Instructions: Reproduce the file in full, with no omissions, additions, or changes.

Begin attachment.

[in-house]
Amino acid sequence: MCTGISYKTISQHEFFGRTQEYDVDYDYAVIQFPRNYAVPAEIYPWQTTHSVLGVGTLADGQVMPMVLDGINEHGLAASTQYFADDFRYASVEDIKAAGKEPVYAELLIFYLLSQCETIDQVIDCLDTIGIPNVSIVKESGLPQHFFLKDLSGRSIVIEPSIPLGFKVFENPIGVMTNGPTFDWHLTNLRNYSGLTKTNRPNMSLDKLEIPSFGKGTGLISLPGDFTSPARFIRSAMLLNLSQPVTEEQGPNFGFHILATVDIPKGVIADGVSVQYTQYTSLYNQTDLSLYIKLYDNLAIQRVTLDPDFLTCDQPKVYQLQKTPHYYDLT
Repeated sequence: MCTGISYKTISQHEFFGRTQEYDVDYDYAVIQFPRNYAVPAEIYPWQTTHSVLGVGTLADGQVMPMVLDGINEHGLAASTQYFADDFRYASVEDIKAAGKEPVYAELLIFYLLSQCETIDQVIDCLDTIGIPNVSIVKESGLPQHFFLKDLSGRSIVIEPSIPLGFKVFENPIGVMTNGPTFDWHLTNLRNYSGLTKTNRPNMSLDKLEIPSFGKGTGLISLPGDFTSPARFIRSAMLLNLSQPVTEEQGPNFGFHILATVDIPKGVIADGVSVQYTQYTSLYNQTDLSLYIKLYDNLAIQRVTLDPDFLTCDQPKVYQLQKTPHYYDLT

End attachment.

[in-house]
Amino acid sequence: MCTGISYKTISQHEFFGRTQEYDVDYDYAVIQFPRNYAVPAEIYPWQTTHSVLGVGTLADGQVMPMVLDGINEHGLAASTQYFADDFRYASVEDIKAAGKEPVYAELLIFYLLSQCETIDQVIDCLDTIGIPNVSIVKESGLPQHFFLKDLSGRSIVIEPSIPLGFKVFENPIGVMTNGPTFDWHLTNLRNYSGLTKTNRPNMSLDKLEIPSFGKGTGLISLPGDFTSPARFIRSAMLLNLSQPVTEEQGPNFGFHILATVDIPKGVIADGVSVQYTQYTSLYNQTDLSLYIKLYDNLAIQRVTLDPDFLTCDQPKVYQLQKTPHYYDLT
Repeated sequence: MCTGISYKTISQHEFFGRTQEYDVDYDYAVIQFPRNYAVPAEIYPWQTTHSVLGVGTLADGQVMPMVLDGINEHGLAASTQYFADDFRYASVEDIKAAGKEPVYAELLIFYLLSQCETIDQVIDCLDTIGIPNVSIVKESGLPQHFFLKDLSGRSIVIEPSIPLGFKVFENPIGVMTNGPTFDWHLTNLRNYSGLTKTNRPNMSLDKLEIPSFGKGTGLISLPGDFTSPARFIRSAMLLNLSQPVTEEQGPNFGFHILATVDIPKGVIADGVSVQYTQYTSLYNQTDLSLYIKLYDNLAIQRVTLDPDFLTCDQPKVYQLQKTPHYYDLT